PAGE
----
A new outreach project is designed to end health care disparities.
For decades now, blacks have suffered disproportionately from illnesses both deadly and not: Diabetes, heart disease, HIV/AIDS, hypertension—all of them are scourges of the Black community, and all of them are generally preventable. The problem is Blacks have also suffered with healthcare disparities for a long time. But a new federal program hopes to finally close this gap and show Blacks that it doesn’t have to be this way.
The program is a collaboration between the U.S. Centers for Disease Control and Prevention (CDC) and the University of Alabama. It finds volunteers going out into Black communities, sometimes door to door, and doing the very simple work that it takes to get Blacks to start taking their health seriously.
Clara Robertson is one of these volunteers. Robertson tells USA Today that her job is to go into rural areas throughout her state and talk to other African-American women about cancer. She tries and convince women to go get cancer screenings and she hands out pamphlets to raise cancer awareness. Still, some women won't heed her advice. Robertson says her mother "didn't believe in doctors."
It's not rare for Blacks to not trust authority figures like police, lawyers, and doctors. And beyond that mistrust, there are other cultural factors impacting Black health as well.
The first and most obvious, according to experts, is that poverty prevents a lot of people from receiving care. The fact of the matter is that if you don't have health insurance, you likely aren't going to go to the doctor for costly health screenings or procedures. The second and less apparent, however, is that many African-Americans have no idea that life doesn't have to be so darkened by illness.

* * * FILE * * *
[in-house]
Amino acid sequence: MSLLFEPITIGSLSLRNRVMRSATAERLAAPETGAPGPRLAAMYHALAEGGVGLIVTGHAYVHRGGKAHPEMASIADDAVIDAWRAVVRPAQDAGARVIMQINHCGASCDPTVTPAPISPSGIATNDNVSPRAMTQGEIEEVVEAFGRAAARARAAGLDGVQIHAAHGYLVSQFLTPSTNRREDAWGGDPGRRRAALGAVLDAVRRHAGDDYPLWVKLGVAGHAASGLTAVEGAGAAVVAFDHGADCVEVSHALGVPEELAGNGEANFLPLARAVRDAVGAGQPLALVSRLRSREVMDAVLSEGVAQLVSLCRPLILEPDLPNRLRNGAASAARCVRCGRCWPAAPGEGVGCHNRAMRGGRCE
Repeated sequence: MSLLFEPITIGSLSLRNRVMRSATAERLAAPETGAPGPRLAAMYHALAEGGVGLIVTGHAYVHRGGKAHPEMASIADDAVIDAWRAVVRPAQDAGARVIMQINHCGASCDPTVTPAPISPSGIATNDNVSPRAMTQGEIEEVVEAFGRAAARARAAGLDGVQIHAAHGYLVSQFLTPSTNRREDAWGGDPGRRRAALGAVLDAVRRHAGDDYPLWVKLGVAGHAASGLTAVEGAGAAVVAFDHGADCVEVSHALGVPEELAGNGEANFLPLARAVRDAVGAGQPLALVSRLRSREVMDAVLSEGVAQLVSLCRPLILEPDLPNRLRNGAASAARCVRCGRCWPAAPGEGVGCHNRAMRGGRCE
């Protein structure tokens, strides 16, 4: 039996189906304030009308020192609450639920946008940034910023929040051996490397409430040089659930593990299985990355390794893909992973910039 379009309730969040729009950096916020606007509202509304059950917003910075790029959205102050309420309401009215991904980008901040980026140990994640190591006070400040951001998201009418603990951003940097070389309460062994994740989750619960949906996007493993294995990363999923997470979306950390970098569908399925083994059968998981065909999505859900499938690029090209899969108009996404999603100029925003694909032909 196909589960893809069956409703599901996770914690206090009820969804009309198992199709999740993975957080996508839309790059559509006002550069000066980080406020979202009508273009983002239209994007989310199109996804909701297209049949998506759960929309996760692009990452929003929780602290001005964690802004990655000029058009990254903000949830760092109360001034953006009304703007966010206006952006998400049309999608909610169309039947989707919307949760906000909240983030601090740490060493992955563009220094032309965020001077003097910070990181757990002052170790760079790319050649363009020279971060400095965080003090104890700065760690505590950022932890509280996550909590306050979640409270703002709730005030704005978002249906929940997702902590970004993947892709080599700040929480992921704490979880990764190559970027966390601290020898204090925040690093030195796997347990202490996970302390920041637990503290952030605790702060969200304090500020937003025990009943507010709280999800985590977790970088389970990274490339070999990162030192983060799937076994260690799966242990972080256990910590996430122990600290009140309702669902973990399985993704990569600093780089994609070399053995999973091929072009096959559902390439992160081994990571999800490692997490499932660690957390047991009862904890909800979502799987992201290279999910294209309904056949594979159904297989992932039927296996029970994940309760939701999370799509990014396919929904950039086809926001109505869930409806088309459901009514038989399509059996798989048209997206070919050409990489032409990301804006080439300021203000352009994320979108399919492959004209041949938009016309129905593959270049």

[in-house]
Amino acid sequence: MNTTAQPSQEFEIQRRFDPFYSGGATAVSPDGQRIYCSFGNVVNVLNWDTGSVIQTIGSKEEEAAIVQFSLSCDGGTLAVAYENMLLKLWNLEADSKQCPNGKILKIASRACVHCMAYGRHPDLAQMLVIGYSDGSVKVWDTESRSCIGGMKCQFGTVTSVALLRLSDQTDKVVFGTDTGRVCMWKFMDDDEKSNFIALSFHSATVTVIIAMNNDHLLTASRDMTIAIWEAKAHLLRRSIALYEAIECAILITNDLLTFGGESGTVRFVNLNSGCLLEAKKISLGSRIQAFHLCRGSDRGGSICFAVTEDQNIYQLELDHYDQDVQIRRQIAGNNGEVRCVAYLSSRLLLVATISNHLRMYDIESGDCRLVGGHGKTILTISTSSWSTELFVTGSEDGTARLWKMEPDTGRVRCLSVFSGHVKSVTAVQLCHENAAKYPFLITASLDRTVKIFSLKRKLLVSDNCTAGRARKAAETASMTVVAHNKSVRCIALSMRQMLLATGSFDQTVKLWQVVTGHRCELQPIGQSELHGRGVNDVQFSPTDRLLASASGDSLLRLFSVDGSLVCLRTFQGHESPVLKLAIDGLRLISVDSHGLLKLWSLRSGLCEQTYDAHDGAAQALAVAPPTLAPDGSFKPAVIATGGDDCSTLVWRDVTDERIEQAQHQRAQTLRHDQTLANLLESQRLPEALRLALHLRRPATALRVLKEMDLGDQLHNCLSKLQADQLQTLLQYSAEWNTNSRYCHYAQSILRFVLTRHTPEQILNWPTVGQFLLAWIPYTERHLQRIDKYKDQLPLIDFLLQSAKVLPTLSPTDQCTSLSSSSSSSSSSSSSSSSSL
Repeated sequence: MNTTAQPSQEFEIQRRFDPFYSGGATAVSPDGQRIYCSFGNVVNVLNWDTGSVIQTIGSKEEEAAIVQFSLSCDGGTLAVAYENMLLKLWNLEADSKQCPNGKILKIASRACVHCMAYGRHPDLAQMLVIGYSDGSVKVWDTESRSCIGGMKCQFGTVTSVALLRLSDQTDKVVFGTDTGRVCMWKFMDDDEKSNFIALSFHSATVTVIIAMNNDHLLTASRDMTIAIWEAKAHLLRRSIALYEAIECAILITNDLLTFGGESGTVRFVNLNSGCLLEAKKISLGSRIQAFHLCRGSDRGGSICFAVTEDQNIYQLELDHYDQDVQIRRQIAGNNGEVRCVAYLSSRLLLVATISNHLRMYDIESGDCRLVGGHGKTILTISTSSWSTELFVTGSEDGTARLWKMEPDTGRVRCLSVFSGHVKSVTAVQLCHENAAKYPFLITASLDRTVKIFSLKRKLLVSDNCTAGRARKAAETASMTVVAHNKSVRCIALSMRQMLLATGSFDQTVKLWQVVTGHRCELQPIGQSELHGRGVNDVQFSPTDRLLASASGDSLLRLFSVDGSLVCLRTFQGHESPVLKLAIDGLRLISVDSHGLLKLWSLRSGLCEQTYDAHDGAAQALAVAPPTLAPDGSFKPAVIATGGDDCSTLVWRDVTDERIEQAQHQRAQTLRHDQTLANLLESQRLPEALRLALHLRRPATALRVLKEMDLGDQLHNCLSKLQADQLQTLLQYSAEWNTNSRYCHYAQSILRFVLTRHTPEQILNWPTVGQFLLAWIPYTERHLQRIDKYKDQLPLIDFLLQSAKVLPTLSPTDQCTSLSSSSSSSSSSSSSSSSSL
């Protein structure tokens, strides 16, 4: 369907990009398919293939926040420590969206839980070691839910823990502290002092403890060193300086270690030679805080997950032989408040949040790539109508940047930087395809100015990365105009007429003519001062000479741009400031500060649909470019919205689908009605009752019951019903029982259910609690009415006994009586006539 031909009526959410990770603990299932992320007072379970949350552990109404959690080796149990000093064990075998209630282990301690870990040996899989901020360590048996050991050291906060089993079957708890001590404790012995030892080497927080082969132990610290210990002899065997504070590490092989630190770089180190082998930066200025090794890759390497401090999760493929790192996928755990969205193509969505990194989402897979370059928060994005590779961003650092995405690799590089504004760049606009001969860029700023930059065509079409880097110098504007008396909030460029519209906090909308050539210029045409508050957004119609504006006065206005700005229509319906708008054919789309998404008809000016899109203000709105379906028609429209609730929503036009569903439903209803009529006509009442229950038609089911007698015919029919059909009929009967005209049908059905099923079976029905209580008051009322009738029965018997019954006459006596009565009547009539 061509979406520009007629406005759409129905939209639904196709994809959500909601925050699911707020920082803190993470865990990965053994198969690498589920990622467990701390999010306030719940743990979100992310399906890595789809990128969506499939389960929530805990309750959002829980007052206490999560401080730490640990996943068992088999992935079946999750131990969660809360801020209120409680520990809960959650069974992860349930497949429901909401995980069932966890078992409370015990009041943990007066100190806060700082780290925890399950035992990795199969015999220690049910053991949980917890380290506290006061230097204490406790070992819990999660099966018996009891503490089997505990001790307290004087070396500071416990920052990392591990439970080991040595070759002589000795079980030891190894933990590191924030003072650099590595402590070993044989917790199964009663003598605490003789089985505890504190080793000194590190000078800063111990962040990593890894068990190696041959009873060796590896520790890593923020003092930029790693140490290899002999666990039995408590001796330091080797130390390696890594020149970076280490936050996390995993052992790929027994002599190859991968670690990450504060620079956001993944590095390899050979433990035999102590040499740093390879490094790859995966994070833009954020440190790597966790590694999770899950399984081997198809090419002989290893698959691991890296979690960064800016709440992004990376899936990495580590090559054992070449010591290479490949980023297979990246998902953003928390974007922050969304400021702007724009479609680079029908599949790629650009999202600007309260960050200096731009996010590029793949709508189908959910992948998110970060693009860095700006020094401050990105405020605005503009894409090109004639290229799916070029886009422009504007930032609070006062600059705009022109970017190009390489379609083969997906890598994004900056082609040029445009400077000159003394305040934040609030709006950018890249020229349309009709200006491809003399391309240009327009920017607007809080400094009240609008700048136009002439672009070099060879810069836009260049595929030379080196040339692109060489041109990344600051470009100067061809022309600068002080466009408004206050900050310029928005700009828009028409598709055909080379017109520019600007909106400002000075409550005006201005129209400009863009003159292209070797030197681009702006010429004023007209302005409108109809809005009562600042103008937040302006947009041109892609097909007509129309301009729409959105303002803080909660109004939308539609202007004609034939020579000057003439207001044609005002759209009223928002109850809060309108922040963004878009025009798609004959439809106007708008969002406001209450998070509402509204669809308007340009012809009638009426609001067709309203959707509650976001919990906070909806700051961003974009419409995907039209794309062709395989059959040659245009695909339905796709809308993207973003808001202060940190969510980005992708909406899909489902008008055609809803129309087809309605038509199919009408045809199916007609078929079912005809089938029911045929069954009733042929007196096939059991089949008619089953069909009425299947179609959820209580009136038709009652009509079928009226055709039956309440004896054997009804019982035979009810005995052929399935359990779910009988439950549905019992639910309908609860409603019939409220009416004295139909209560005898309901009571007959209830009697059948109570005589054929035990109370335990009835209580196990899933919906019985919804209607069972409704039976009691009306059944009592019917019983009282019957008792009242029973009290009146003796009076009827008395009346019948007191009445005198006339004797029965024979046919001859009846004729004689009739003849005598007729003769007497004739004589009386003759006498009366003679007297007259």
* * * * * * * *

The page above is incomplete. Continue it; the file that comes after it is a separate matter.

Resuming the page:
Health professionals deem this the Black community's “fatalistic outlook”:
Leandris Liburd, director of the CDC's Office of Minority Health and Health Equity, says she is taken aback when she visits her hometown of Richmond, Va. "It's not uncommon for me to come upon people I grew up with who are in their early 50s who are double amputees" and who see this as the natural course of aging, Liburd says.
Simply put, too many African-Americans think it’s normal to die in their 50s or lose limbs due to complications from diabetes. In fact, that’s not normal by an stretch of the imagination, and government programs have been designed to make that clear.
In a partnership with the CDC, the U.S. Department of Health is offering $100 million in grants in order to create programs that promote healthier living in communities of color. What’s more, new federally funded programs are working in places like Alabama to promote cancer screenings amongst Black women, who die of breast cancer more than white women despite getting the disease less.
It’s high time for Blacks to know that they don’t have to feel sick all the time, and there are programs out there to help.
(Photo: Brian Snyder/Reuters